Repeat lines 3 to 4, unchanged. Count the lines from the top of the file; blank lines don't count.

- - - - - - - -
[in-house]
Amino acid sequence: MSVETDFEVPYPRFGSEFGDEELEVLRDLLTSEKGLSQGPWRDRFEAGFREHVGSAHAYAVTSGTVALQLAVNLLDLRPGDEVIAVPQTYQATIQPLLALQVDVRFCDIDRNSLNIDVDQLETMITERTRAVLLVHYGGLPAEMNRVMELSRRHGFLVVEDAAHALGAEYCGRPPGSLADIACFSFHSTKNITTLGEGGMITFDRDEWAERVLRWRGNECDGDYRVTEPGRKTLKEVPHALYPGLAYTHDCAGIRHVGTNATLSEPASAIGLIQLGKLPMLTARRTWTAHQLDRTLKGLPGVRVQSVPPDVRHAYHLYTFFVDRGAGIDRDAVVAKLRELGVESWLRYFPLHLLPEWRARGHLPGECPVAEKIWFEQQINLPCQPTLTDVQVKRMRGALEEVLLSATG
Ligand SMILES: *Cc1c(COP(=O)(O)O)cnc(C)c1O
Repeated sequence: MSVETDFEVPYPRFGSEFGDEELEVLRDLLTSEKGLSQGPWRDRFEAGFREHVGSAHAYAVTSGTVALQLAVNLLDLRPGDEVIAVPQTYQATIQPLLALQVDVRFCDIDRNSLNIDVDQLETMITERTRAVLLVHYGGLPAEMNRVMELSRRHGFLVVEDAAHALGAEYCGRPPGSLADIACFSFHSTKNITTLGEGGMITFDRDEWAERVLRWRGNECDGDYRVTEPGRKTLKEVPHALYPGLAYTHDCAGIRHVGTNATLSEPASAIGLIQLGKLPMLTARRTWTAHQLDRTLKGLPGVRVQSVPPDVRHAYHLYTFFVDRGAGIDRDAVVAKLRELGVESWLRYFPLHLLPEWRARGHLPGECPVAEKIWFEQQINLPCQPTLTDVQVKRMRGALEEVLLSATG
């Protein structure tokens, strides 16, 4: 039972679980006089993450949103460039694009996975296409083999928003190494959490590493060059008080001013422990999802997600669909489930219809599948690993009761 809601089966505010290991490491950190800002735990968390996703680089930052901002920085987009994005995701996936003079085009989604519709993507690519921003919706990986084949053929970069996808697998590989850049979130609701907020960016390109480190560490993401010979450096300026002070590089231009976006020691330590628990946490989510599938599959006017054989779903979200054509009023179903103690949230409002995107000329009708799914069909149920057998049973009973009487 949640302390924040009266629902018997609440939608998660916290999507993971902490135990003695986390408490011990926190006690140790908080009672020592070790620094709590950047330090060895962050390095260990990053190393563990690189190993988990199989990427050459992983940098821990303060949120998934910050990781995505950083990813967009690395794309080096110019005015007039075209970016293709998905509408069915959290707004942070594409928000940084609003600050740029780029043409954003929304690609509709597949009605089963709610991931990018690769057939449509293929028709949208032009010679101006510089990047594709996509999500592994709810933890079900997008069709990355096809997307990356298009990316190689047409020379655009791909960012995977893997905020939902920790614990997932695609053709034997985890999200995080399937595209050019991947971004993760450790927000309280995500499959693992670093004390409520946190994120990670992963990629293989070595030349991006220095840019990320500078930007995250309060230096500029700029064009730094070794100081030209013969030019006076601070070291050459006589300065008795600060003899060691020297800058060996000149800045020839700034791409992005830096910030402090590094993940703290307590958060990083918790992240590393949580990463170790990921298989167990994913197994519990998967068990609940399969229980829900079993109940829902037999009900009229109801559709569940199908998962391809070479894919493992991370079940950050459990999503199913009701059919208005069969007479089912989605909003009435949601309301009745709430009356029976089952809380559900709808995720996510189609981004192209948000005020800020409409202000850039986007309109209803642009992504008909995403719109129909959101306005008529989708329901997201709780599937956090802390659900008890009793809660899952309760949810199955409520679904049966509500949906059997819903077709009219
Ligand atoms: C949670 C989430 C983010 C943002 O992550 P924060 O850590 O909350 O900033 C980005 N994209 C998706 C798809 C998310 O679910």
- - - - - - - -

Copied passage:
Ligand SMILES: *Cc1c(COP(=O)(O)O)cnc(C)c1O
Repeated sequence: MSVETDFEVPYPRFGSEFGDEELEVLRDLLTSEKGLSQGPWRDRFEAGFREHVGSAHAYAVTSGTVALQLAVNLLDLRPGDEVIAVPQTYQATIQPLLALQVDVRFCDIDRNSLNIDVDQLETMITERTRAVLLVHYGGLPAEMNRVMELSRRHGFLVVEDAAHALGAEYCGRPPGSLADIACFSFHSTKNITTLGEGGMITFDRDEWAERVLRWRGNECDGDYRVTEPGRKTLKEVPHALYPGLAYTHDCAGIRHVGTNATLSEPASAIGLIQLGKLPMLTARRTWTAHQLDRTLKGLPGVRVQSVPPDVRHAYHLYTFFVDRGAGIDRDAVVAKLRELGVESWLRYFPLHLLPEWRARGHLPGECPVAEKIWFEQQINLPCQPTLTDVQVKRMRGALEEVLLSATG